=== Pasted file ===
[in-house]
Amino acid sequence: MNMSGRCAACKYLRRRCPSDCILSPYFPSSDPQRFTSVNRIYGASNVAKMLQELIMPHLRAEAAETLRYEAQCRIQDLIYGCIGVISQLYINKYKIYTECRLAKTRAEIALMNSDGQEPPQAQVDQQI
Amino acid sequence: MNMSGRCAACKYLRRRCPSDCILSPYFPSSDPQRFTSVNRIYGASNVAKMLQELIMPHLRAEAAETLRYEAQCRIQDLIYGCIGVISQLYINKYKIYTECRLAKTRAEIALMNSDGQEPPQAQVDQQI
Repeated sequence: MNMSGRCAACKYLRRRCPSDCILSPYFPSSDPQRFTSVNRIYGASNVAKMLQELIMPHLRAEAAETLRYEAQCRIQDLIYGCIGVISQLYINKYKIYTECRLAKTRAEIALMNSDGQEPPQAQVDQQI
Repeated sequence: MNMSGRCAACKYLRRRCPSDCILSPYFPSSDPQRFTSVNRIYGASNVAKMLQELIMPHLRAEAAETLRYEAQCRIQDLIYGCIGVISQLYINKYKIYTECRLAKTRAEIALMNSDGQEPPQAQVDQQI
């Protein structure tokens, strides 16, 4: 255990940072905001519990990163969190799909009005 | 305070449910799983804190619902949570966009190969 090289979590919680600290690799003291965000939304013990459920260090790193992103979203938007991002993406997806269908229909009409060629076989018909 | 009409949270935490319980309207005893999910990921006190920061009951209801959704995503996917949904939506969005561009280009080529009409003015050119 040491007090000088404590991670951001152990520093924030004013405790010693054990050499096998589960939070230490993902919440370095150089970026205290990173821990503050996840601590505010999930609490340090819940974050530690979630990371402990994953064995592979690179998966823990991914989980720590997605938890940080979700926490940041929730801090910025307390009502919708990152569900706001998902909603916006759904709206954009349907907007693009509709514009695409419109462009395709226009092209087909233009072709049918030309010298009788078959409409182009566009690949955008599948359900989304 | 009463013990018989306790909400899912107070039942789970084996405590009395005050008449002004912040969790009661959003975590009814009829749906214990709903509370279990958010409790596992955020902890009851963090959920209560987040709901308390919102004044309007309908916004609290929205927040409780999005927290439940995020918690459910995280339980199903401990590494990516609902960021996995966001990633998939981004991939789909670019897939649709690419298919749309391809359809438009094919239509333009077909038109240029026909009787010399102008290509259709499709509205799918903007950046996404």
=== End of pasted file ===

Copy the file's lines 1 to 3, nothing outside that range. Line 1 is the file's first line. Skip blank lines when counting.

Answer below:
[in-house]
Amino acid sequence: MNMSGRCAACKYLRRRCPSDCILSPYFPSSDPQRFTSVNRIYGASNVAKMLQELIMPHLRAEAAETLRYEAQCRIQDLIYGCIGVISQLYINKYKIYTECRLAKTRAEIALMNSDGQEPPQAQVDQQI
Amino acid sequence: MNMSGRCAACKYLRRRCPSDCILSPYFPSSDPQRFTSVNRIYGASNVAKMLQELIMPHLRAEAAETLRYEAQCRIQDLIYGCIGVISQLYINKYKIYTECRLAKTRAEIALMNSDGQEPPQAQVDQQI